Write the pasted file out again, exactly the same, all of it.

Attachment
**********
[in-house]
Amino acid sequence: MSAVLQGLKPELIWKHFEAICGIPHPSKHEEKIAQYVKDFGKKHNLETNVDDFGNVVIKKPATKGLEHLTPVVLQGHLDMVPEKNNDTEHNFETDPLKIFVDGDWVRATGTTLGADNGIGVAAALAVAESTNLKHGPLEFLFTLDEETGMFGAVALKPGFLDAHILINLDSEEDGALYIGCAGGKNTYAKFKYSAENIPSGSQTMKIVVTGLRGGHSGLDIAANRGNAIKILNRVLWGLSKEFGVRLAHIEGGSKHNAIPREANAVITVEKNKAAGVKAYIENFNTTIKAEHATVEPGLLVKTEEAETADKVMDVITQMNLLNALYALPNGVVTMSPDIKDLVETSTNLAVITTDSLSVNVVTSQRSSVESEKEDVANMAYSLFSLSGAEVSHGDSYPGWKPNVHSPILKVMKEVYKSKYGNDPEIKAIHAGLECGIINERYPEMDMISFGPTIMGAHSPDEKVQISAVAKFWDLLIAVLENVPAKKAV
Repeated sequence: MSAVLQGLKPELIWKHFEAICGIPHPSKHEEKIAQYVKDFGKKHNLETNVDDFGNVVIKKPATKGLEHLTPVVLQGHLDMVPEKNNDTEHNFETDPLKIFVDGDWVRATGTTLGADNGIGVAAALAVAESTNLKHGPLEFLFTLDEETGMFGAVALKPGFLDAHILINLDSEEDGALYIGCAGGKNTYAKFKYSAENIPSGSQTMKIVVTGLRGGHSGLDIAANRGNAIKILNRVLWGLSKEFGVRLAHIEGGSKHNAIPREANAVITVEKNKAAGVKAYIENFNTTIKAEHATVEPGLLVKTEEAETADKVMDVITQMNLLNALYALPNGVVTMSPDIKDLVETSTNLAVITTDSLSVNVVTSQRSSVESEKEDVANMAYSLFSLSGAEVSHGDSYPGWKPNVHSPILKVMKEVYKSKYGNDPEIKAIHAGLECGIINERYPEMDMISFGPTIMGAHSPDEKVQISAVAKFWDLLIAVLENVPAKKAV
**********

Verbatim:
[in-house]
Amino acid sequence: MSAVLQGLKPELIWKHFEAICGIPHPSKHEEKIAQYVKDFGKKHNLETNVDDFGNVVIKKPATKGLEHLTPVVLQGHLDMVPEKNNDTEHNFETDPLKIFVDGDWVRATGTTLGADNGIGVAAALAVAESTNLKHGPLEFLFTLDEETGMFGAVALKPGFLDAHILINLDSEEDGALYIGCAGGKNTYAKFKYSAENIPSGSQTMKIVVTGLRGGHSGLDIAANRGNAIKILNRVLWGLSKEFGVRLAHIEGGSKHNAIPREANAVITVEKNKAAGVKAYIENFNTTIKAEHATVEPGLLVKTEEAETADKVMDVITQMNLLNALYALPNGVVTMSPDIKDLVETSTNLAVITTDSLSVNVVTSQRSSVESEKEDVANMAYSLFSLSGAEVSHGDSYPGWKPNVHSPILKVMKEVYKSKYGNDPEIKAIHAGLECGIINERYPEMDMISFGPTIMGAHSPDEKVQISAVAKFWDLLIAVLENVPAKKAV
Repeated sequence: MSAVLQGLKPELIWKHFEAICGIPHPSKHEEKIAQYVKDFGKKHNLETNVDDFGNVVIKKPATKGLEHLTPVVLQGHLDMVPEKNNDTEHNFETDPLKIFVDGDWVRATGTTLGADNGIGVAAALAVAESTNLKHGPLEFLFTLDEETGMFGAVALKPGFLDAHILINLDSEEDGALYIGCAGGKNTYAKFKYSAENIPSGSQTMKIVVTGLRGGHSGLDIAANRGNAIKILNRVLWGLSKEFGVRLAHIEGGSKHNAIPREANAVITVEKNKAAGVKAYIENFNTTIKAEHATVEPGLLVKTEEAETADKVMDVITQMNLLNALYALPNGVVTMSPDIKDLVETSTNLAVITTDSLSVNVVTSQRSSVESEKEDVANMAYSLFSLSGAEVSHGDSYPGWKPNVHSPILKVMKEVYKSKYGNDPEIKAIHAGLECGIINERYPEMDMISFGPTIMGAHSPDEKVQISAVAKFWDLLIAVLENVPAKKAV